There are a lot of possible applications for shape memory actuators, but due to cost, so far they are mostly found in high-end areas such as space transportation. There is a company in Colorado which focuses on this, and has some parts on the International Space Station (http://www.ctd-materials.com/products/emc.htm).
Also, the Europeans have had a difficult time enforcing their electronics waste regulations. Apparently, some companies have decided that the penalties for illegally exporting waste to Third World countries are cheaper than the cost of complying with the regulations, particularly since they rarely get caught and when they do get caught the penalties are not always enforced. The BBC did a story on this last year (http://www.bbc.co.uk/news/world-europe-10846395).
Until the cost of shape memory actuators goes down, and/or the cost of failing to comply with regulations goes up, I don't see this technology catching on.
Engineers at Fuel Cell Energy have found a way to take advantage of a side reaction, unique to their carbonate fuel cell that has nothing to do with energy production, as a potential, cost-effective solution to capturing carbon from fossil fuel power plants.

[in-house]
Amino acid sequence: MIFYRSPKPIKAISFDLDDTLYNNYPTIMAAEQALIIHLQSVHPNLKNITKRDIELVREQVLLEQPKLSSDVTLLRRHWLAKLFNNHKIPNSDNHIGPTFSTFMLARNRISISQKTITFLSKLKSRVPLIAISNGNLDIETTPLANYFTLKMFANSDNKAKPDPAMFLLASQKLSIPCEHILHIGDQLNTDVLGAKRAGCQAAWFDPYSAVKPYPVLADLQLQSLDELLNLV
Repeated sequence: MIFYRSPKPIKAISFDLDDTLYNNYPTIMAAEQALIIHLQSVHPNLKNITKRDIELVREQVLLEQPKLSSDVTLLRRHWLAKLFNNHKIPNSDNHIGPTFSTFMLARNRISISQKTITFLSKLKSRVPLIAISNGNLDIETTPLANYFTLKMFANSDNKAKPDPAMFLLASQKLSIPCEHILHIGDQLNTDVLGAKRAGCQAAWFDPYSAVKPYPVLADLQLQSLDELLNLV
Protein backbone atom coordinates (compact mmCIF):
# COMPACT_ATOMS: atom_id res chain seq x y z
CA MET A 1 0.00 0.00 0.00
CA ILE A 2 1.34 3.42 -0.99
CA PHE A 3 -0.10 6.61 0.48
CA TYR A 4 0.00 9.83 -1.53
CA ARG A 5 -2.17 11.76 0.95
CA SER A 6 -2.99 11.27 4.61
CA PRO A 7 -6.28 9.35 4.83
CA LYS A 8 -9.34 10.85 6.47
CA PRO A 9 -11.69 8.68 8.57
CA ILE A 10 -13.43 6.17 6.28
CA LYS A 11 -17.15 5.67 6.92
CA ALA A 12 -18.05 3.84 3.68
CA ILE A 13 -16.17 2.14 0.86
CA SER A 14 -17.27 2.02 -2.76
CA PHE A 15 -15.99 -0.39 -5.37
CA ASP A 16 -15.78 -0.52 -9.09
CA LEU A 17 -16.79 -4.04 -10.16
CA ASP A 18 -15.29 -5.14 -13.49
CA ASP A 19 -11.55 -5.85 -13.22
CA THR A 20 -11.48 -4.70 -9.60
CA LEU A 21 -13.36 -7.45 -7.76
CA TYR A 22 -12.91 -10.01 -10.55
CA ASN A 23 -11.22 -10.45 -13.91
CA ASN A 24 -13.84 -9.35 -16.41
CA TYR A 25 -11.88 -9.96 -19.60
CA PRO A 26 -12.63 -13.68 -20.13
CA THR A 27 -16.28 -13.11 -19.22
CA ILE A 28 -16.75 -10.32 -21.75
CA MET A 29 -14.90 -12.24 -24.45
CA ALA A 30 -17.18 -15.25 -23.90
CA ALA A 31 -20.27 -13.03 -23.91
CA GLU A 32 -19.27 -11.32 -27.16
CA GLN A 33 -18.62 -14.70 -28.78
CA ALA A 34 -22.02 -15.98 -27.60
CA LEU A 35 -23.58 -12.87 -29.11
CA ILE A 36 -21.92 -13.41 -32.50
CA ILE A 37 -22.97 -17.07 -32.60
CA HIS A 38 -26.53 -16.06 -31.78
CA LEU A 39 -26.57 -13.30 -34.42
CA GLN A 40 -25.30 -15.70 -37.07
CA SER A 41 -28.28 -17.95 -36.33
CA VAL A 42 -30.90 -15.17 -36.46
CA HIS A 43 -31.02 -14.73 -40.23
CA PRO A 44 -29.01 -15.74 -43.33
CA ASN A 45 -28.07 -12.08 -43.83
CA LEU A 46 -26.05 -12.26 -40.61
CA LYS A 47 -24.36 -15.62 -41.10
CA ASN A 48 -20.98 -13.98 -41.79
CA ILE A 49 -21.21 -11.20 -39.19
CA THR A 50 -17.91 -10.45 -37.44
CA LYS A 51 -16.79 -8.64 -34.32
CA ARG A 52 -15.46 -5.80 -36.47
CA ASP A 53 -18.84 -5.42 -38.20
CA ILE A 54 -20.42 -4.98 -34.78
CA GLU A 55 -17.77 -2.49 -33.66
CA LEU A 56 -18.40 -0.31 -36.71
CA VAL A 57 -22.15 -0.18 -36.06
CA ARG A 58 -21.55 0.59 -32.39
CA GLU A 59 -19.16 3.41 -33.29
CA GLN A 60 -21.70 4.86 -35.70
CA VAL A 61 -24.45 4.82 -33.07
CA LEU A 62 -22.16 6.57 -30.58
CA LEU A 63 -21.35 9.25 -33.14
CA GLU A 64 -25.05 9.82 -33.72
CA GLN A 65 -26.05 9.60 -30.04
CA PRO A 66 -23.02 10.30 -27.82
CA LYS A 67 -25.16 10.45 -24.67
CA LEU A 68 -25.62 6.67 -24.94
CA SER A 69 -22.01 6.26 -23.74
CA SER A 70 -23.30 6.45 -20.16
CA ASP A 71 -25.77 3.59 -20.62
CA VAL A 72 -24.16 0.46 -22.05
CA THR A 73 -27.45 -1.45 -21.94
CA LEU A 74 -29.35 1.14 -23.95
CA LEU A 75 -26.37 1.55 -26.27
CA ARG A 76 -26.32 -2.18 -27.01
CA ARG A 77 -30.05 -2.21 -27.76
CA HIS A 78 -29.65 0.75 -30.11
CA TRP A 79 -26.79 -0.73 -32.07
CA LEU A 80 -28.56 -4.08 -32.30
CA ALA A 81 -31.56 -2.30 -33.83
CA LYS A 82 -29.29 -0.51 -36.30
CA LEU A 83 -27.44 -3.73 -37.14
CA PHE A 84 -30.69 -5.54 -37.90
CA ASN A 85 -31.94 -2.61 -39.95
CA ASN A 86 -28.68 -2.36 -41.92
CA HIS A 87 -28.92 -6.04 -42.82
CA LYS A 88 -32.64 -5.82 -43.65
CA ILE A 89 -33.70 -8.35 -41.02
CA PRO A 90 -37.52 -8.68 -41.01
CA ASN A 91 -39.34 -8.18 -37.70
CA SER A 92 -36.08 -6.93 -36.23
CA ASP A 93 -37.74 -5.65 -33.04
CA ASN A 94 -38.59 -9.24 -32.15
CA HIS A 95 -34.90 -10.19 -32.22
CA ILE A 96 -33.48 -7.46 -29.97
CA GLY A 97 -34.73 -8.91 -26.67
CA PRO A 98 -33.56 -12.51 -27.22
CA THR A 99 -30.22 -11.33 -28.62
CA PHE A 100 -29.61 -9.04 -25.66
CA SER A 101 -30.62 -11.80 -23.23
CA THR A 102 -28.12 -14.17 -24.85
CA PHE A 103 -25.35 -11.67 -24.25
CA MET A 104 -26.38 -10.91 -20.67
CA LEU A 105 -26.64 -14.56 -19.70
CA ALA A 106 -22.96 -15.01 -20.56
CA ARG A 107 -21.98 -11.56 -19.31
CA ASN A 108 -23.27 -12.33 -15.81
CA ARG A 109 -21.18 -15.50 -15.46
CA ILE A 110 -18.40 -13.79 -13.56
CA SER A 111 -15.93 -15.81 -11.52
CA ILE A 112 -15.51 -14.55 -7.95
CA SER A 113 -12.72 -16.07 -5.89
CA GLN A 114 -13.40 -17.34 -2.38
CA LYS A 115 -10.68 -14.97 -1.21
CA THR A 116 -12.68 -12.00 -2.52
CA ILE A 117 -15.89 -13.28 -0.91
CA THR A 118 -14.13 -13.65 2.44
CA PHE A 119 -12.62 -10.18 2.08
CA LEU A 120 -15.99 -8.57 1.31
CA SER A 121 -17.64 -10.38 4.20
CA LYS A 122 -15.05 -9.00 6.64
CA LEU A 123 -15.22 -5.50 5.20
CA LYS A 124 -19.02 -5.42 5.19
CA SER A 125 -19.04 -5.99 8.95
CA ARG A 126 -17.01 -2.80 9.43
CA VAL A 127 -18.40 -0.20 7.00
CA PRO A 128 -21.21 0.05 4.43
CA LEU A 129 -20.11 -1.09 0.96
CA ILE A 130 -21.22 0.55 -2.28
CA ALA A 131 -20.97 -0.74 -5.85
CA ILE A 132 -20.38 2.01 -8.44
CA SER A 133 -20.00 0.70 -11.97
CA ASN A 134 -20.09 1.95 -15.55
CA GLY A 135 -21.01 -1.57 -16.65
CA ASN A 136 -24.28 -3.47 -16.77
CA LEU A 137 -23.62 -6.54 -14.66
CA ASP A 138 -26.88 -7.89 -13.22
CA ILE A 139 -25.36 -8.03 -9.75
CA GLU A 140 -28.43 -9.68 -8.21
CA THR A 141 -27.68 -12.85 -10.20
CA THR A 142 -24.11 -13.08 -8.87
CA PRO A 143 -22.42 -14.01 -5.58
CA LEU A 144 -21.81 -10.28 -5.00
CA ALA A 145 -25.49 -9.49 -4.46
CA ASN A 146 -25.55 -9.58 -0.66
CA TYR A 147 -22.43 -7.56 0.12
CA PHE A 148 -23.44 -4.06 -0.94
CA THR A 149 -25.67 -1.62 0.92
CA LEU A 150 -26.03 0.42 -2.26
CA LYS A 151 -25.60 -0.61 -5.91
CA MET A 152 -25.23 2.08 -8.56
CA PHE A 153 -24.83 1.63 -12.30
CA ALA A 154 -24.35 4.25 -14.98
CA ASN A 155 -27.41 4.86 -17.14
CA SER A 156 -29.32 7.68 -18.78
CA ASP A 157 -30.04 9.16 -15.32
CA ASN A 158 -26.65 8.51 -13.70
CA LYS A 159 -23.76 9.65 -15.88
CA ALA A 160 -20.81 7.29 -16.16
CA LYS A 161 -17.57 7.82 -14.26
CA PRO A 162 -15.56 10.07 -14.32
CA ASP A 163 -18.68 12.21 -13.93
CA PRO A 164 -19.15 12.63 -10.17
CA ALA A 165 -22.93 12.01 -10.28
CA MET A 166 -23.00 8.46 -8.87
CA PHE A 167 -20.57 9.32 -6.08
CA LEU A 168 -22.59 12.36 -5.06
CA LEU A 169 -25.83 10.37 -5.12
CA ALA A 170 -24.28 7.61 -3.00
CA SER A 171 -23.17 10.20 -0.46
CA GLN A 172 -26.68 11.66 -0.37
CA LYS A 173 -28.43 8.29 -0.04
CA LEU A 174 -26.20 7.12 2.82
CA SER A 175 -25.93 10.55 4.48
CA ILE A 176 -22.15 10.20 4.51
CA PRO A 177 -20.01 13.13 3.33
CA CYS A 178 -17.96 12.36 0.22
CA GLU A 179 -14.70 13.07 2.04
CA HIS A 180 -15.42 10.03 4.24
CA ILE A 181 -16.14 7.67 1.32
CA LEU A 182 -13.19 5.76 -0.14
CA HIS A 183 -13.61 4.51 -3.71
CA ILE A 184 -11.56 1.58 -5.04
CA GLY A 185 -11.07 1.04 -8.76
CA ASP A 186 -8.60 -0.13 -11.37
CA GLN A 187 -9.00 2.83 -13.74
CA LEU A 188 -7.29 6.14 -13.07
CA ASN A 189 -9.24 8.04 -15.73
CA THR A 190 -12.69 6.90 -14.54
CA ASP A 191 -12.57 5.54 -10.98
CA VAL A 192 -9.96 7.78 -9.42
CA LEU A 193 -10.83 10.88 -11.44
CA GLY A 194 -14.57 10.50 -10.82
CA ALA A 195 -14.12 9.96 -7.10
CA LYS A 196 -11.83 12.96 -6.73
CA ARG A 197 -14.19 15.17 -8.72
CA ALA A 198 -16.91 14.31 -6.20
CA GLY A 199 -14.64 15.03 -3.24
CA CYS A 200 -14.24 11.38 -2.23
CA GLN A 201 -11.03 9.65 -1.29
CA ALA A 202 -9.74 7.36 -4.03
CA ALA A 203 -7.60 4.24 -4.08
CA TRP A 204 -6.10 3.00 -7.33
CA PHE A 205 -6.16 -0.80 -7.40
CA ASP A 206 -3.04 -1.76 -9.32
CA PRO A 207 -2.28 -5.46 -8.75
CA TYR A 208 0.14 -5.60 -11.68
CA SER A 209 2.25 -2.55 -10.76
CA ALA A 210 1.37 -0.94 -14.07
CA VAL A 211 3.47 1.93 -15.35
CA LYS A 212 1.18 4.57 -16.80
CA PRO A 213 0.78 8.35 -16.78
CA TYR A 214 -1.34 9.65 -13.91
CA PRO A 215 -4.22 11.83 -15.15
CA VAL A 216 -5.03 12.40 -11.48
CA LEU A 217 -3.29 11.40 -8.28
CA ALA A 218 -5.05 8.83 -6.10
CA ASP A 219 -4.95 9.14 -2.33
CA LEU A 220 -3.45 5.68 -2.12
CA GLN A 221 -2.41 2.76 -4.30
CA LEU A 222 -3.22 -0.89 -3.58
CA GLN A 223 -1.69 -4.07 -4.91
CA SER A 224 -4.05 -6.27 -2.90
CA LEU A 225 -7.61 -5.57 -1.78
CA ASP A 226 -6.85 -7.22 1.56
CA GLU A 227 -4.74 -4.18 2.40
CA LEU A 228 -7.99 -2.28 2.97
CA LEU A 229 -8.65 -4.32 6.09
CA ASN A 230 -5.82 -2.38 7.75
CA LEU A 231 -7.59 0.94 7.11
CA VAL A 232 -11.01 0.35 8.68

To get to a trillion sensors in the IoT that we all look forward to, there are many challenges to commercialization that still remain, including interoperability, the lack of standards, and the issue of security, to name a few.
This is part one of an article discussing the University of Washington’s nationally ranked FSAE electric car (eCar) and combustible car (cCar). Stay tuned for part two, tomorrow, which will discuss the four unique PCBs used in both the eCar and cCars.
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